Joining Love in the starting rotation is Hutchinson Community College transfer and Hillsboro native Holly Lindsay.

“She’s coming along,” King said of the sophomore. “Holly is very strong and is working on her pitches. She doesn’t have the velocity Jo does, mainly because she sat out last year.”

Senior Hillary Driffill provides a good target for Tabor infielders at first base.

“I put Hillary there because of her height,” King said. “She’s adapting well to playing in the infield because she’s always been in the outfield.”

Second baseman Porsche Davis, a sophomore, provides athleticism at second base.

“She hadn’t played since high school, but she’s really improving,” King said. “We need to get her hitting the ball better, but her fielding is right on track.

“She brings a lot of spirit and spunk to the team, so she’s a great addition.”

Depending who King has in the pitching circle, either Lindsay or sophomore Jacqueline Schnell will play shortstop.

“Jackie is very skilled whether she’s at short or catching,” King said. “She’s a great all-around player and you can tell she’s very well groomed in softball.”

Schnell led the Bluejays in hitting last year with a .333 average, collecting 37 hits in 111 at bats while scoring a team-high 15 runs.

Rounding out the infield is sophomore Holly Dechant at third base.

“At the beginning of the year she was struggling at the plate, but she’s really improving,” King said. “She seems to get on base almost every time now.”

Providing leadership for the outfield will be honorable mention all-conference centerfielder Erin Loewen, a junior.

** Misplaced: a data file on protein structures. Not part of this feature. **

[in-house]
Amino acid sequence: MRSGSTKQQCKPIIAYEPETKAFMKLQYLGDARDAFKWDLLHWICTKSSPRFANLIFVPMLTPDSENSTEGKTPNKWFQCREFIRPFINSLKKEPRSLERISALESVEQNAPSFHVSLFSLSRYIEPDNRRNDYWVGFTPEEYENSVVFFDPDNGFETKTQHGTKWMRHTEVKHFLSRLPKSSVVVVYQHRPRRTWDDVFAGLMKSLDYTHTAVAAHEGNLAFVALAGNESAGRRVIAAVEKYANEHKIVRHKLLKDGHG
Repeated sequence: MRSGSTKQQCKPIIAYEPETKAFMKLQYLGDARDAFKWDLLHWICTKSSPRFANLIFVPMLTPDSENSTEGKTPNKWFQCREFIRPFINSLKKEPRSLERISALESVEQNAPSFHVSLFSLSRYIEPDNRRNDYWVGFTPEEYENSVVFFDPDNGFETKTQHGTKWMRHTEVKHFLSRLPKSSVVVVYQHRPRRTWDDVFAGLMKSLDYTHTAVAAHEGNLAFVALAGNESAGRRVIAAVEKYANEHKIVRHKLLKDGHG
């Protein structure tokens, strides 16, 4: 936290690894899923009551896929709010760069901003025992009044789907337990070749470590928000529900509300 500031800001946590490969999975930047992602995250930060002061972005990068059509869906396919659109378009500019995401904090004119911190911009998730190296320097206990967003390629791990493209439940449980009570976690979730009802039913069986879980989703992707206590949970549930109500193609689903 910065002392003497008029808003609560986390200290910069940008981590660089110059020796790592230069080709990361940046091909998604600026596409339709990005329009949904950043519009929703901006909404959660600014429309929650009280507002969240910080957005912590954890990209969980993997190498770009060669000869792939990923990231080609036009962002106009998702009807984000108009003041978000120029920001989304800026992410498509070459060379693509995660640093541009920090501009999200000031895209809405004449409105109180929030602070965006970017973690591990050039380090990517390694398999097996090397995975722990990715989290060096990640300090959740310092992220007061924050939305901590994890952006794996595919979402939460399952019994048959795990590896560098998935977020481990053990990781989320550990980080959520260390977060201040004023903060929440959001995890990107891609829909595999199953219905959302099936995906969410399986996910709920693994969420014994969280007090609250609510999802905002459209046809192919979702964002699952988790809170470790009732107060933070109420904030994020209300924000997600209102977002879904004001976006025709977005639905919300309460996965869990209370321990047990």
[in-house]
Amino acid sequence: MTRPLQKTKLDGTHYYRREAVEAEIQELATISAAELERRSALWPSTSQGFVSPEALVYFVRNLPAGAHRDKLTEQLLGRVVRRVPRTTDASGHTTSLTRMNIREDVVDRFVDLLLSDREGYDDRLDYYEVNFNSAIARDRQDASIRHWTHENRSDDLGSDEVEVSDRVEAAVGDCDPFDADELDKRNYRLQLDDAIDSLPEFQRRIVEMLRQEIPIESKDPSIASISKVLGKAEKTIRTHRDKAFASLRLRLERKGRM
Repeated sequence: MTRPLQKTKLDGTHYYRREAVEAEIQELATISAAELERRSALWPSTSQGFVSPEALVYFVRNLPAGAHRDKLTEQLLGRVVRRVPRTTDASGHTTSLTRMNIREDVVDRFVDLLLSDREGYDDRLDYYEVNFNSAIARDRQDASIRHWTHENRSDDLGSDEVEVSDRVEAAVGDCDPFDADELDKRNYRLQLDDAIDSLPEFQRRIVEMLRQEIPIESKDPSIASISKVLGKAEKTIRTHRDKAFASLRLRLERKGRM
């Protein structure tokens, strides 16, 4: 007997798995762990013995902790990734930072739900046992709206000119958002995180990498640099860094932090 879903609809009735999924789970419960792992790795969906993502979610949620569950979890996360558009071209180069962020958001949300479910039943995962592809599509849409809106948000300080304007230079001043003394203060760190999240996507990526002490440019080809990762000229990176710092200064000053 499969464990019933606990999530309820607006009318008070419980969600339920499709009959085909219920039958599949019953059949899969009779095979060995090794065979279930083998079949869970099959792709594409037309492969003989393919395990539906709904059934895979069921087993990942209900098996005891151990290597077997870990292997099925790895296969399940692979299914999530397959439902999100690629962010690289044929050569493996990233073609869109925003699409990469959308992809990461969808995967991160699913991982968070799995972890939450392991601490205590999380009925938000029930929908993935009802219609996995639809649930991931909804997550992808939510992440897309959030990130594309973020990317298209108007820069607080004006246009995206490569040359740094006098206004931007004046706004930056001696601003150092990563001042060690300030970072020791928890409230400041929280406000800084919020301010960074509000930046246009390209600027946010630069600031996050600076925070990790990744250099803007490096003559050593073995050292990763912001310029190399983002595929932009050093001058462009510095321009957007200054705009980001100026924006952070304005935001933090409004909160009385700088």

“Erin can really move and get to balls,” King said. “She’s a great outfielder and she’ll be a key to our defense.”

Joining Loewen in the grass will be left field Lacy Frantz-Vogt, a freshman from Hillsboro.

“Lacy will be a great player,” King said. “The biggest challenge for her is getting her used to adjusting to the speed of the pitches.

“It’s a big step coming from high school to college,” King added. “Lacy gets a quick jump on balls and can cover a lot of ground.”

Rounding out the outfield is sophomore Andrea Mendel in right field.

“She could play either infield or outfield, but we’ve chosen to put her in right field,” King said. “She’s learning that as a new position and she’s really coming around and adapting pretty quickly.”

Behind the plate will be Julie Wall, a sophomore from Hillsboro.

“Julie is a lefty and we really want to work on her hitting,” King said. “She kind of struggled at the plate last year, so we’re trying to emphasize her hitting this year.”

King said she’s excited to have the opportunity to head such a talented group of athletes.